Advocacy groups and attorneys had hoped a federal judge would block Gov. Rick Scott from interfering in the recount process in the pivotal U.S. Senate race, but that didn’t happen, at least for now.
U.S. District Court Mark Walker decided not to take action in a misuse-of-power lawsuit, saying in an order that Scott “has not crossed the line” in words and actions that would require a formal recusal.
(The governor has already said he will not sit on the the Elections Canvassing Commission that certifies officials returns from the general election.)
“He has not suspended any election official. He has not interfered with the recount so far. He has even recused himself from the Elections Canvassing Commission,” Walker said. “All plaintiffs have are statements of a candidate exceedingly close to a United States Senate seat. Imprudent they may be—unconstitutional they are not.”
With Scott and Democrat U.S. Senator Bill Nelson in a tight race, the League of Women Voters of Florida and Common Cause Florida filed a federal lawsuit earlier this week, alleging that Scott’s actions as a candidate for the U.S. Senate seat, had “evinced a misuse of his official power to advance his candidacy.”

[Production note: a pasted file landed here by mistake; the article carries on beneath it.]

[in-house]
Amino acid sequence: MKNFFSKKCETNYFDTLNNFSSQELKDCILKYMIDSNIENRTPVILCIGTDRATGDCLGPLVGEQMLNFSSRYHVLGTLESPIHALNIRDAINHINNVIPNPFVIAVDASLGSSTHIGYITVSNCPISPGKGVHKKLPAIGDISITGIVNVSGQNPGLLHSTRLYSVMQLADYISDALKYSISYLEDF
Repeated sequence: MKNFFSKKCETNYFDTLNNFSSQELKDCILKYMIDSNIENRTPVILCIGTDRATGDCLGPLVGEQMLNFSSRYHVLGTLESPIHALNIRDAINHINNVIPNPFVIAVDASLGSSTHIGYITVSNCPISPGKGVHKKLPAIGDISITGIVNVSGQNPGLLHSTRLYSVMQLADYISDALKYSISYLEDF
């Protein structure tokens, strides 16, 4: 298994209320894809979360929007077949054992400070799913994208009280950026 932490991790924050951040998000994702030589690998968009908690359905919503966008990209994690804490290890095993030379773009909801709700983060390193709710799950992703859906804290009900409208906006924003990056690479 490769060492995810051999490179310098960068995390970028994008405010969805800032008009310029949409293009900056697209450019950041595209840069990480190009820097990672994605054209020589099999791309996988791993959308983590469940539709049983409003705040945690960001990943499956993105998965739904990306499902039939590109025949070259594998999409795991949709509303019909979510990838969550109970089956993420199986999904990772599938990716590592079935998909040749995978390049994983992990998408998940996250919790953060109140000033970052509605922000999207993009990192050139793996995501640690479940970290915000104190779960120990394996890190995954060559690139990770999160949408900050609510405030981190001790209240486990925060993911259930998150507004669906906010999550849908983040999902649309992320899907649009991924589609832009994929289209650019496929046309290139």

The lawsuit states that Scott continued to “use his authority as governor to seek to influence the outcome of the election in his favor, including…threatening and intimidating election workers by making unfounded allegations of fraud against election officials and political opponents and credibly threatening to deploy state law enforcement agents to investigate them.”
But Judge Walker said:
“This Court recognizes the demarcation between typical campaign-trail puffery and the words and actions of a public official acting in an official capacity. While campaign-trail rhetoric is increasingly bombastic, imprudent, and not necessarily rooted in objective facts, there is a critical line between campaign rhetoric and that rhetoric transforming into state action that requires judicially imposed recusal.
When a public official acting in his official capacity crosses that line, he ventures into a thicket of actual or potential bias. Then, constitutional alarm bells ring. Here, Scott has toed the line between imprudent campaign-trail rhetoric and problematic state action. But he has not crossed the line.”
Walker added: “The Constitution requires recusal from public officials when there is a serious, objective risk of bias. The candidate’s statements offered here, though haphazard and reckless, do not rise to that level. “
At the same time, the judge said, “Scott should be on notice. Florida is entering its first-ever manual recount in which Scott is an interested party with ample power to meddle in the process. Scott’s past statements occurred primarily when he wore his candidate hat.” And Scott is required “to remain impartial in his gubernatorial capacity.”
Walker added that the case is not closed “and future actions could demand further consideration.”